It’s not a new story, but sadly, it’s one that has to continue to be told. Many Hasidic Jewish men won’t sit next to a female passenger on the airplane. While not Jewish law, it’s often a sensitivity they have to be sitting so close to someone (and let’s get real, those seats are small) of the opposite gender who they’re not married to.
It can be frustrating when you’re waiting to take off and get settled and someone is trying to get the flight attendant to switch their seat, especially for a reason that may come off as discrimination toward women. (In reality, it’s anything but.)
Still, it’s sad that we have to resort to removing passengers from a plane for a simple request. That’s what happened this New Year’s Eve. Three Orthodox passengers were on a red-eye flight from California to New York. One of them, an elderly man, took what he thought was an open seat, explaining to the flight attendant he couldn’t remain in his assigned seat because of “religious purposes.”
A man, Ron Passaro, offered to switch with him and it seemed like the issue had been resolved. Suddenly, the captain and a security officer appeared in the aisle, telling the Orthodox passengers they have to get off the plane as the crew was “not comfortable” with them on the flight.
The security official can be heard on the audio recording saying: “The captain and crew have made the decision. You’re coming off this plane.” He added that “changing seats is a violation when it comes to weight imbalance. You have to sit in your assigned seats.”
Passaro shared that the weight imbalance argument actually made no sense because the Orthodox passengers in question were, “if anything, svelte.”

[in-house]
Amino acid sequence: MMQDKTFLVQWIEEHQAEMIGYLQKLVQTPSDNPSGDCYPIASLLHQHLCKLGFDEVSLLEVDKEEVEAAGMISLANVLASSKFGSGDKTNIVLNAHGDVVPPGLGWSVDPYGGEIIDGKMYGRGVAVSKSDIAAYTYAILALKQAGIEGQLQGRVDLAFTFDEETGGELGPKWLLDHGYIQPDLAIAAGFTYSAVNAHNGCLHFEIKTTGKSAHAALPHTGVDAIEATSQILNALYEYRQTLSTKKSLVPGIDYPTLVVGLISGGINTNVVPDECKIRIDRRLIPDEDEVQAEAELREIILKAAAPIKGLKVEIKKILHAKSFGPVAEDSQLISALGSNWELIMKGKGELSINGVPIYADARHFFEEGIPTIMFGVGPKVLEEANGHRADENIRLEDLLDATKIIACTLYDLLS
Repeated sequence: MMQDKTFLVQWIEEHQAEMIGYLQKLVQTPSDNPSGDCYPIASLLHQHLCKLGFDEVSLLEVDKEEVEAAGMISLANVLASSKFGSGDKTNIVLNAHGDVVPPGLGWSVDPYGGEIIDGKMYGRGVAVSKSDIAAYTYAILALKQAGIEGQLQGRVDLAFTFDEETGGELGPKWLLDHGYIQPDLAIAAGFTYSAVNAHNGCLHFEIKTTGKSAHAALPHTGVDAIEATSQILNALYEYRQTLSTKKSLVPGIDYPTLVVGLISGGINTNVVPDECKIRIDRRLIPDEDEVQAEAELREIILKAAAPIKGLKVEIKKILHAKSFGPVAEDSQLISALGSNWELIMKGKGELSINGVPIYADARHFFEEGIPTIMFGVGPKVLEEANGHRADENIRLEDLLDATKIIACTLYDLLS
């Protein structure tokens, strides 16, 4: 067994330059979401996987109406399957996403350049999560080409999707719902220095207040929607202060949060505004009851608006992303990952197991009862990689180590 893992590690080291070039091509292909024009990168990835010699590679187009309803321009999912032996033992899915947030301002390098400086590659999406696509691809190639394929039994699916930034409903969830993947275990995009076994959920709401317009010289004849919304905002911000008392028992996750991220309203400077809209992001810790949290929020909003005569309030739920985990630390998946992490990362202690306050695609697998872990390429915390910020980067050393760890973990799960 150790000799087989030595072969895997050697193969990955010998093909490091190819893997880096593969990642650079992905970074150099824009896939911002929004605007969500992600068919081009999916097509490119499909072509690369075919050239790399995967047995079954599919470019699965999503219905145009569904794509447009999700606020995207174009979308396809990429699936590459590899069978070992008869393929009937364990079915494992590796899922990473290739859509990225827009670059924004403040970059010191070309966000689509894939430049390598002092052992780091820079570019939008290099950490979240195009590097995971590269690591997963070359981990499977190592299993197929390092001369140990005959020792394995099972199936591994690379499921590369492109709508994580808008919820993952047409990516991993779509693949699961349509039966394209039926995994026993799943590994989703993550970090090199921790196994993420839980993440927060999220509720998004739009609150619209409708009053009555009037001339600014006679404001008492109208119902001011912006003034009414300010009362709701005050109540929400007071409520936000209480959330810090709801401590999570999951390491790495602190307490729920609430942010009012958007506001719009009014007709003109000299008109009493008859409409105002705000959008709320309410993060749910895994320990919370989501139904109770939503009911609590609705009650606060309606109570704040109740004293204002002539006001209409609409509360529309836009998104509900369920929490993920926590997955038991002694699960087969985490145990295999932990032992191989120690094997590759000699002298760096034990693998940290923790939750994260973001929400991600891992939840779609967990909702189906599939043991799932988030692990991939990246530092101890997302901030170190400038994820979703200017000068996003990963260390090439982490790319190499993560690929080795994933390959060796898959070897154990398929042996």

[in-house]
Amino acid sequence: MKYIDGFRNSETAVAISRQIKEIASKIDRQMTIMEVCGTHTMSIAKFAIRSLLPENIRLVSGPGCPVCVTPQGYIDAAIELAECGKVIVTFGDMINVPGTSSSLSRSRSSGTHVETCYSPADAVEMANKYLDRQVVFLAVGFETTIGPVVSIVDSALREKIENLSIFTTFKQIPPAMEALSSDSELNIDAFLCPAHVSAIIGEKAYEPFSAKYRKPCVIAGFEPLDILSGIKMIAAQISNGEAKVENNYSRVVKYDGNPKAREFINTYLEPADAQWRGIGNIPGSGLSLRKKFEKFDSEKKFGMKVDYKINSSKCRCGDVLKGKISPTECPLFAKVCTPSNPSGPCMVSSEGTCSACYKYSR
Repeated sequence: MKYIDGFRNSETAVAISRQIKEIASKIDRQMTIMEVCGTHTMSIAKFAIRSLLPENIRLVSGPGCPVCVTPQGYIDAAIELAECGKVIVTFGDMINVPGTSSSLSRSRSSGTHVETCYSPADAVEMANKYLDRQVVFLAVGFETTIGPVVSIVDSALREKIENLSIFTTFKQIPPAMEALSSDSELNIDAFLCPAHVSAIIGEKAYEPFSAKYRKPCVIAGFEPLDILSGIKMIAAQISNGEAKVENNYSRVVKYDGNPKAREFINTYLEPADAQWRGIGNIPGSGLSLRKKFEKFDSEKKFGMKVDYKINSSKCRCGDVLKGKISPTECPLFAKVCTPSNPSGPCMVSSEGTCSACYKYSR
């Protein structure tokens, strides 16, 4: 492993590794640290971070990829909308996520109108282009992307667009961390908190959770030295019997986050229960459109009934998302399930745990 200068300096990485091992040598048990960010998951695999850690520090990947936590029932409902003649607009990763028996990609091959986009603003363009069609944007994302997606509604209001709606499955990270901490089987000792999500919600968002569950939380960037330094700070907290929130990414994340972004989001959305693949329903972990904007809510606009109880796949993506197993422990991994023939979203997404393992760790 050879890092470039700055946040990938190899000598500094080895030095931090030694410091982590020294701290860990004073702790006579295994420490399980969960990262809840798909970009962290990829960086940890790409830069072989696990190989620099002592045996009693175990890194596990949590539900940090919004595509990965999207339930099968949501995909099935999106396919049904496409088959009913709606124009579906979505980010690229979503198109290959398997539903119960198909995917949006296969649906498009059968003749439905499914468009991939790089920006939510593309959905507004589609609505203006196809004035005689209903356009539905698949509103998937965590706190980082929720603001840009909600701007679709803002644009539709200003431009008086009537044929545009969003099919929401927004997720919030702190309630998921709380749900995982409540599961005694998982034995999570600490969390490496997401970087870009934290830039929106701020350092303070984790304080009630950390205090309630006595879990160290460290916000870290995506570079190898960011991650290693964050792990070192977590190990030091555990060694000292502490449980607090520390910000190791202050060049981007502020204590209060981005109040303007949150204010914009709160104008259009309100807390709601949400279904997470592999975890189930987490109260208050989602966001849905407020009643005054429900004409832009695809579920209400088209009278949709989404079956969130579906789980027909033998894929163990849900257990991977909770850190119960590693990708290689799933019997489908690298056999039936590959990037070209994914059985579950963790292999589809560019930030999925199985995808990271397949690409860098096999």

While it may be an inconvenience to have passengers moving around on the plane, it’s not out of the ordinary before take off. Passengers often switch seats on their own for various reasons including to be closer to family, if someone prefers a window vs aisle and more.
Rachel Sklar, Passaro’s girlfriend, was also on the flight. She posted about the incident on X (formerly Twitter) in defense of the Orthodox Jews saying it clearly seemed like antisemitism. “The whole thing was really upsetting. It seemed very unnecessary and kind of bewildering,” she said.
She also said she switches seats on occasion if a passenger near her has a cat because she’s allergic. “Flight attendants have a lot of discretion; they can switch people around,” she said. “The weight thing didn’t make any sense.”
In a post-October 7th world, a bright spot is the way Jews have united. This is one example. In the past, not-as-religious Jews may have scoffed at the Hasidic man’s request. In this case, Rachel Sklar not only supported the man and women he was with, but came to his defense publicly.
By posting on X (with more than 56,000 followers) she went to bat for this man and for what she believes to be fair and true.
While much of the world is against us at the moment and things feel bleak, we can rest assured in the fact that so many of us are more united than ever. While it’s sad that such an intense attack was the reason we’ve united, it’s a bright spot in the darkness. If this is something we can keep reminding ourselves, we’re doing alright.
I was on a flight a couple of weeks ago and a Hasidic couple was pushing a baby in a stroller behind me. The baby dropped his bottle and I picked it up and handed it to them. The man hesitated to take it from me and I switched and gave it to the woman directly.
At first, I’ll admit, I was slightly irritated. Even as an Orthodox woman myself I was confused why he couldn’t just take the bottle from me. Then, I reminded myself that he’s doing it for an upstanding reason. Even if it’s not law, it’s a sensitivity to remain closest to his wife and not even take an object from a woman who is not. I reframed my mindset to judge my fellow Jew more favorably in that moment.
If we can try and do that even a little bit more, like Sklar and Passaro did, we’re in a good place.